Jonathan Marriott, Chief Investment Officer
The last week has seen extraordinary developments in US politics, but does it change anything?
Last week, we reported on the impact of President Trump being diagnosed with COVID-19, when markets initially dipped and then recovered. Mr Trump says that his health dipped and then recovered and that he now feels totally fit. He may yet have a relapse, but his rapid recovery may be down to the cocktail of drugs he was given, some of which are not approved for general use. The White House event to announce the nomination of Amy Coney Barrett to the Supreme Court, where guests mingled without masks or social distancing, has become the centre of a cluster of cases. In a deeply divided America, Trump is either a hero who has battled and won or an irresponsible leader who does not care for anyone else but himself. Opinion polls may not be reliable, however, they indicate that not only will Biden beat Trump, but that the Democrats will gain control of the Senate whilst retaining control of the House of Representatives, a so-called "blue wave". It is curious that the left of American politics is associated with the colour blue and the right red, the reverse of most other countries.
If Mr Trump is to turn this around, he needs something radical and he will no doubt continue to lash out at the opposition and make surprise announcements. The Democrats and Republicans have been deep in negotiations over the next stimulus package. The President abruptly cancelled negotiations until after the election. After the stock market fell 2%, he partially relented saying he would sign a bill to send $1,200 cheques to everyone in America and another to provide support to the airline industry. If this is a tactical move to blame the Democrats for the weak economy, it may backfire. He says, if re-elected, he will provide a huge stimulus package after the election. However, the Democrats were proposing a $2.2 trillion stimulus package and the Republicans only wanted $1.6 trillion. Despite Trump's word it may still be possible for at least a partial deal before the election but it will be difficult.
Trump now believes he is a COVID-19 expert and will make the experimental drugs he was treated with freely available for all. Amongst other things, he was treated with REGN-COV2, a mix of antibodies that fights the virus. This drug is made by Regeneron, who have 50,000 doses ready, and could make 350,000 in a few months. With around 50,000 new cases a day in the US, not all patients will get this treatment for a long time, even if it were to be approved.
The President needs to grab attention and the Presidential debates could be a forum for this. Following his illness, the commission that organises the debates has proposed doing the next one remotely. Trump has rejected this, proposing a change of date instead. As a result, the two remaining debates may not happen. Given that the first debate was so chaotic, this may not be a bad thing. For now, the Democrats look as if they are heading for the blue wave and we need to reflect on what this means for investors.
The Democrats have said they will reverse many of the tax cuts that the Trump administration has introduced. They are also likely to revive a green agenda on environmental policy. Wall Street could take both these factors badly. However, as noted above, they propose a larger stimulus package than the Republicans to stimulate the economy. Trump's aggressive policy on Chinese trade has called into question global supply chains and we can expect a softer tone on this which may help stock markets in the US and Asia. The Democrats may borrow more, thus increasing supply of Treasuries and threatening higher long-term borrowing costs, but, while the pandemic continues, this may be offset by Federal Reserve purchases. Markets don’t like uncertainty and Trump's Twitter account has the ability to move markets. A less frantic and more predictable White House would be easier for investors to deal with.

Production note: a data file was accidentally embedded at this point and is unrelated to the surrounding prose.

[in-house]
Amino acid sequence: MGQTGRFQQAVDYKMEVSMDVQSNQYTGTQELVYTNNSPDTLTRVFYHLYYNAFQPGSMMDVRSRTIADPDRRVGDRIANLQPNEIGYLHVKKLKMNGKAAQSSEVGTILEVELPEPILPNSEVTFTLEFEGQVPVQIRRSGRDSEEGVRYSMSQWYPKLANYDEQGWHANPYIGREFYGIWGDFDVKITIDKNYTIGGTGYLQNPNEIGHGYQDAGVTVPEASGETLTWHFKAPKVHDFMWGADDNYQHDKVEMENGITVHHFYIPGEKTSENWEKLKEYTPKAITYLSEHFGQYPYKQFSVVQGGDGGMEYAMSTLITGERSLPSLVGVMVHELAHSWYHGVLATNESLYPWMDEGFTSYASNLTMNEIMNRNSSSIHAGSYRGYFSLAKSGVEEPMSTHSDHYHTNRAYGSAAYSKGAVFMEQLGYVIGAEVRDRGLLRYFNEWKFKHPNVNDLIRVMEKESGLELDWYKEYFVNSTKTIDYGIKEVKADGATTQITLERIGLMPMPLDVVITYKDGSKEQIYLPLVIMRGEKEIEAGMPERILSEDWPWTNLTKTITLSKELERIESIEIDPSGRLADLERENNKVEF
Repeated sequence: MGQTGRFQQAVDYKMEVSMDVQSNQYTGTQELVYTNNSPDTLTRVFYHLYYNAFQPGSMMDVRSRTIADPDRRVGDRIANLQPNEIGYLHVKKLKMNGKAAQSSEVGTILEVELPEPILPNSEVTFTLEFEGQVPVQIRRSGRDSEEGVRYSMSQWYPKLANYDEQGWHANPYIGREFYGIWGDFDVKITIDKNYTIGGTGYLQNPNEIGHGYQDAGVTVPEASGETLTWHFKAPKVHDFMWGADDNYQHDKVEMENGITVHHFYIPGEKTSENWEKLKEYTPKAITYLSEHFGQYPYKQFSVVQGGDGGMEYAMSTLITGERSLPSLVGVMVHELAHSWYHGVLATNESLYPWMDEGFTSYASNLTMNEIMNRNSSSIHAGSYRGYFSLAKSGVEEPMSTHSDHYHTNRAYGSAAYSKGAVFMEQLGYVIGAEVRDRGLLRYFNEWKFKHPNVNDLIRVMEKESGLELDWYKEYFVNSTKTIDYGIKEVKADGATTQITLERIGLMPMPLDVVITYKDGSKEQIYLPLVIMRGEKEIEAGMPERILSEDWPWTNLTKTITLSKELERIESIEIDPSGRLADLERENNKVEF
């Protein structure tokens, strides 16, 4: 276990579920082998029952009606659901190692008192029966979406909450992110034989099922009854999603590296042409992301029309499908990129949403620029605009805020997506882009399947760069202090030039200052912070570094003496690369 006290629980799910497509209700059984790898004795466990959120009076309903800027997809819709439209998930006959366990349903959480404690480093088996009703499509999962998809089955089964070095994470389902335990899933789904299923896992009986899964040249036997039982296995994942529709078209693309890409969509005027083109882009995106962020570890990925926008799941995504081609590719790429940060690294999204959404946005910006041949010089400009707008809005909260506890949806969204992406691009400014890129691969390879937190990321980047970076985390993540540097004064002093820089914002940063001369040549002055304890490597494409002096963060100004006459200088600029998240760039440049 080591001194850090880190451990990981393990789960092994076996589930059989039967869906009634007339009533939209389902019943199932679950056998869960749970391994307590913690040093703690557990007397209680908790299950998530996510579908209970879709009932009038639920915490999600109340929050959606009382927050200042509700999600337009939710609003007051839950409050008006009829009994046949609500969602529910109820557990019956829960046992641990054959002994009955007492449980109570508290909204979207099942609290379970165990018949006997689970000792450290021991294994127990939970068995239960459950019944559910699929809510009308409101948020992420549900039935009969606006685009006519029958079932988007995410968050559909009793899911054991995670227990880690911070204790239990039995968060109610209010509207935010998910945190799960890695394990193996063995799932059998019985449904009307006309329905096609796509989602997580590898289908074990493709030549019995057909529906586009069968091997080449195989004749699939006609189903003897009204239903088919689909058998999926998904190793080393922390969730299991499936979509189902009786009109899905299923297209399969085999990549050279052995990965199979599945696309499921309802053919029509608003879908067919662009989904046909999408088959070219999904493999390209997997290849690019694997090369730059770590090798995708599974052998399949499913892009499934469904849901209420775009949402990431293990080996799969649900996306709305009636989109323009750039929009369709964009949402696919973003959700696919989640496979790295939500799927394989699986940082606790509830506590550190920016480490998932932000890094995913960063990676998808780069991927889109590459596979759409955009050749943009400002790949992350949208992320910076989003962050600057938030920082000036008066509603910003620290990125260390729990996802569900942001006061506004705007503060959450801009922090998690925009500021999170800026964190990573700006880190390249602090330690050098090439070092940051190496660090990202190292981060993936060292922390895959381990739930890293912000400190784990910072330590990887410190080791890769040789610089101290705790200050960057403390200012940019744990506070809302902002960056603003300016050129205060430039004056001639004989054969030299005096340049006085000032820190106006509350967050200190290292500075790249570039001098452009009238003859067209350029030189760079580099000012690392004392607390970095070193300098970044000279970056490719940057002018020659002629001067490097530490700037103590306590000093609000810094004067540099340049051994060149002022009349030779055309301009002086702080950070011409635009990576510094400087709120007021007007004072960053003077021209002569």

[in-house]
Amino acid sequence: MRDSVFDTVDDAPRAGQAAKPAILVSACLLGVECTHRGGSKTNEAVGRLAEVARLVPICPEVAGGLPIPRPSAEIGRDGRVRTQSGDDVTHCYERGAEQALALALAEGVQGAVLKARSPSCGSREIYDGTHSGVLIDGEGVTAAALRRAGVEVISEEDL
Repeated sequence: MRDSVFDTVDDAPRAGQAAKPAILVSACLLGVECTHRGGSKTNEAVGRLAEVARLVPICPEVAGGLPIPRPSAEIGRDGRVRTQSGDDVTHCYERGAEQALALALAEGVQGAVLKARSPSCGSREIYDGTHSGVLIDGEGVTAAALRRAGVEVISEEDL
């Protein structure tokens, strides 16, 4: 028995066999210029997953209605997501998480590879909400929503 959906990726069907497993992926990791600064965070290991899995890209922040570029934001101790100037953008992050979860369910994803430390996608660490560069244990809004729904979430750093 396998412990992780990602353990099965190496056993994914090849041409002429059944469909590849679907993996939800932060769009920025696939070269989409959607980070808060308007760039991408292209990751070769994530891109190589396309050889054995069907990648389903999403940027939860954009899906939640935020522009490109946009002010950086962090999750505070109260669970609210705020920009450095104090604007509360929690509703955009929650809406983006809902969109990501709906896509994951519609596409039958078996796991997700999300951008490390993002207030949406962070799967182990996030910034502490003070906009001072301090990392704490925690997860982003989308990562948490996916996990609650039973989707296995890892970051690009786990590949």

Thus a blue wave may not be bad for investors. If Trump were to be re-elected, then that would also not be outright negative for markets. The danger for markets in the short run is a disputed election, which could see a period of post-election infighting that would bring any further fiscal support into question as the pandemic crisis continues. President Trump has said that he will only accept the result if he wins. He disputes the validity of postal ballots that tend to favour the Democrats. The pandemic means that there will be more postal votes than ever. Last time, Trump lost the popular vote but won the Electoral Colleges. Individual states that send delegates to the Electoral College use different methods of voting and each state may be individually contested, delaying a final outcome. These disputes may end up at the doors of the Supreme Court, hence Trump's enthusiasm to get his nominee approved ahead of the election.
Clearly the remaining period leading up to the election will add to volatility in markets, but in the end the impact may not be that large. Monetary and fiscal support will remain. With interest rates low, equities will still be the favoured asset class. Progress on treatments and vaccines are likely to be more important for sentiment than votes in the US election.
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